Newswise — LOS ANGELES (June 4, 2024) — Deep brain stimulation procedures use electrical pulses to disrupt tiny portions of the brain and halt epileptic seizures or disease-related tremor. The therapy is invaluable, but the basic technology has not advanced in decades. Cedars-Sinai investigators, in a study published in the peer-reviewed journal Neuron, have shown that by varying the shape of the electrical waves, they can produce controllable responses in individual brain cell populations.

This could lead to new applications for the therapy, allowing it to influence higher-level functions such as learning and memory.

“Deep brain stimulation has typically been used to overexcite or shut down all neurons in a target area,” said Costas Anastassiou, PhD, associate professor of Neurology, Neurosurgery and Biomedical Sciences at Cedars-Sinai and senior author of the study. “We found that by varying the shape of the electrical pulse waves we apply, we can selectively influence specific neuron types while leaving others unaffected.”

In the study, investigators applied electrical fields to individual cells in tissue samples from the visual cortex and the hippocampal regions of the brains of patients and laboratory mice. The investigators recorded the activity of excitatory and inhibitory neurons, which act as the gas pedal and brakes, respectively, in brain circuits.

Results showed that different electrical wave frequencies influenced the timing of spikes, which are changes in electrical voltage that travel down neuron fibers and are transmitted to other neurons. Anastassiou called spikes “the coin of communication between neurons.”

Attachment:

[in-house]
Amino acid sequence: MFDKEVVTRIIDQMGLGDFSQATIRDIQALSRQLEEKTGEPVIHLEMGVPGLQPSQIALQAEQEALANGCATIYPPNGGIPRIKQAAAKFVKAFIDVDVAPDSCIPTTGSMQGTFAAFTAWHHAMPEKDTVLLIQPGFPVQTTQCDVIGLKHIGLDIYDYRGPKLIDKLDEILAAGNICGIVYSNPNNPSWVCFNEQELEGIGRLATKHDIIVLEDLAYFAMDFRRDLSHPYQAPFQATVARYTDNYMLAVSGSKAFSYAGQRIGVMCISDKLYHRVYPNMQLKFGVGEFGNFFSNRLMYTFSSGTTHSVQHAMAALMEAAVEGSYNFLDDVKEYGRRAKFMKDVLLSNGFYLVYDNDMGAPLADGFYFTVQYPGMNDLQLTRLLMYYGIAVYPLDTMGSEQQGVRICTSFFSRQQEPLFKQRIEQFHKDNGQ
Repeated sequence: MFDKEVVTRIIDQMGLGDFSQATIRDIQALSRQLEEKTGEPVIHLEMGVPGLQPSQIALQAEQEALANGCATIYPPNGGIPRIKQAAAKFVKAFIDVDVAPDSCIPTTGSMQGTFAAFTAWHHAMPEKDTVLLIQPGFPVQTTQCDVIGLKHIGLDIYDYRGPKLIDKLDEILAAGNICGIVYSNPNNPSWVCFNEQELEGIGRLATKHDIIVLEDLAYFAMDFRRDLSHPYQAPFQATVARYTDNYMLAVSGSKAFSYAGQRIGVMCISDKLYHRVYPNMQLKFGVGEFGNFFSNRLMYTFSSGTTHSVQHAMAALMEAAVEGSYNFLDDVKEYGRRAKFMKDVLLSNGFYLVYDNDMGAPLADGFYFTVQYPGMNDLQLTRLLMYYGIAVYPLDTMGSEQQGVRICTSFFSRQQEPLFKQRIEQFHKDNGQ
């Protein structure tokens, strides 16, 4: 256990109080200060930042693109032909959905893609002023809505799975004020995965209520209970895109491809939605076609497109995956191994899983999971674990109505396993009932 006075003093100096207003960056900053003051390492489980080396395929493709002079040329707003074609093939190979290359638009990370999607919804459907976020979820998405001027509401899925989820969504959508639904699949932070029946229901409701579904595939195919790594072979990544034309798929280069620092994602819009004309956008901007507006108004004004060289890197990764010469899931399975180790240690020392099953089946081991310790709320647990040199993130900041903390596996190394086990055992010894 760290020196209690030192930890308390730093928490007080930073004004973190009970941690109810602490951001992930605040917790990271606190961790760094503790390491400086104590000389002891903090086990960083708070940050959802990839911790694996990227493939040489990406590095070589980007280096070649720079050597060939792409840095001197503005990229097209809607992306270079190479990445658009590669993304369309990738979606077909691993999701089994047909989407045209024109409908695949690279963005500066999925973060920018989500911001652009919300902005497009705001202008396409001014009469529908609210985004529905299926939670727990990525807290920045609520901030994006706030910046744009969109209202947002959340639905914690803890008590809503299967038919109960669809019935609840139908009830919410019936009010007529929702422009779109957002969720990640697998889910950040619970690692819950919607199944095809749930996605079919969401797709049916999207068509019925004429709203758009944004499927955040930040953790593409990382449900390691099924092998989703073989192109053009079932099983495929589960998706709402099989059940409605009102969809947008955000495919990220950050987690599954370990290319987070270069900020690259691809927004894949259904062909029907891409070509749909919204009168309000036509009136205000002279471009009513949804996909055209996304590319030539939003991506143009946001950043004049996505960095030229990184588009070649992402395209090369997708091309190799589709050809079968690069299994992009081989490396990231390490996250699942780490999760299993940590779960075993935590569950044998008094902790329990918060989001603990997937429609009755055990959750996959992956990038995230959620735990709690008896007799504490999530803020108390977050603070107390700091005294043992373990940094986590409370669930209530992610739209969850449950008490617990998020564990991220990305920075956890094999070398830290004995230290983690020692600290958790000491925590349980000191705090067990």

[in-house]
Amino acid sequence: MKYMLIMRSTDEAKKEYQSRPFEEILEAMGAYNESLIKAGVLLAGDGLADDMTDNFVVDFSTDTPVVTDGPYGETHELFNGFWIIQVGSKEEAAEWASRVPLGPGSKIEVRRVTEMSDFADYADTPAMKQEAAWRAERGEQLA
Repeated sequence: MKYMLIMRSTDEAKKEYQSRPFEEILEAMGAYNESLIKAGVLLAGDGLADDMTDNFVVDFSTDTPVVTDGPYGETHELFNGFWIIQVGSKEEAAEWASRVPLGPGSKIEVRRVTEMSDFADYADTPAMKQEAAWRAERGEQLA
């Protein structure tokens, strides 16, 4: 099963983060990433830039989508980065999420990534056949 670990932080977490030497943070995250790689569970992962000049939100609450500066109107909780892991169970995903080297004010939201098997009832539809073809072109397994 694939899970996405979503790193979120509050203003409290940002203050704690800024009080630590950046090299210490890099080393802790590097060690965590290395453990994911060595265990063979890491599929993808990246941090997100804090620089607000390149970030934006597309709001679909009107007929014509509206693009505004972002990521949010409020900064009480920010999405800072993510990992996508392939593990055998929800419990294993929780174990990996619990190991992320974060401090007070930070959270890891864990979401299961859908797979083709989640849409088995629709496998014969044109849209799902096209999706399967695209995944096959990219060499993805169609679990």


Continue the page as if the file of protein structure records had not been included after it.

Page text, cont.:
“We found that electrical frequencies that influenced one cell type did not necessarily influence another, and vice versa,” Anastassiou said. “Surprisingly, the effects on each cell type were the same in both brain areas we examined, and in both species—though more pronounced in humans than in mice.”

Given that previous research has found that higher-level functions in the brain require coordination and communication between different cell types, the ability to manipulate this communication could be of great importance, Anastassiou said.

“This study offers new understanding of how to stimulate the human brain to promote or suppress specific activity patterns, and could pave the way for new directions in basic research and clinical applications,” said Keith L. Black, MD, chair of the Department of Neurosurgery and the Ruth and Lawrence Harvey Chair in Neuroscience at Cedars-Sinai. “These results offer the possibility for electrical protocols that are more selective, more controlled, and allow for different parts of the brain neural network to be manipulated in different ways.”

Investigators are now working to determine the exact mechanisms required to produce various results in the brain, and to replicate their brain tissue experiments in living patients.

“This data supports the idea that electrical brain stimulation could be used in new ways that target specific groups of brain cells,” said Adam Mamelak, MD, director of the Functional Neurosurgery Program at Cedars-Sinai. “This gives us an exciting opportunity to imagine new uses for this therapy and the chance to address disorders involving learning and memory.” 

Other Cedars-Sinai authors involved in the study include Konstantinos Kozalakis, PhD.

Funding: This work was supported by National Institutes of Health grants R01 NS120300 and RO1 NS130126.

Conflict of interest: Anastassiou is listed as an inventor on a patent application related to this work.

Learn more on the Cedars-Sinai Blog: A Patient’s Journey With Deep Brain Stimulation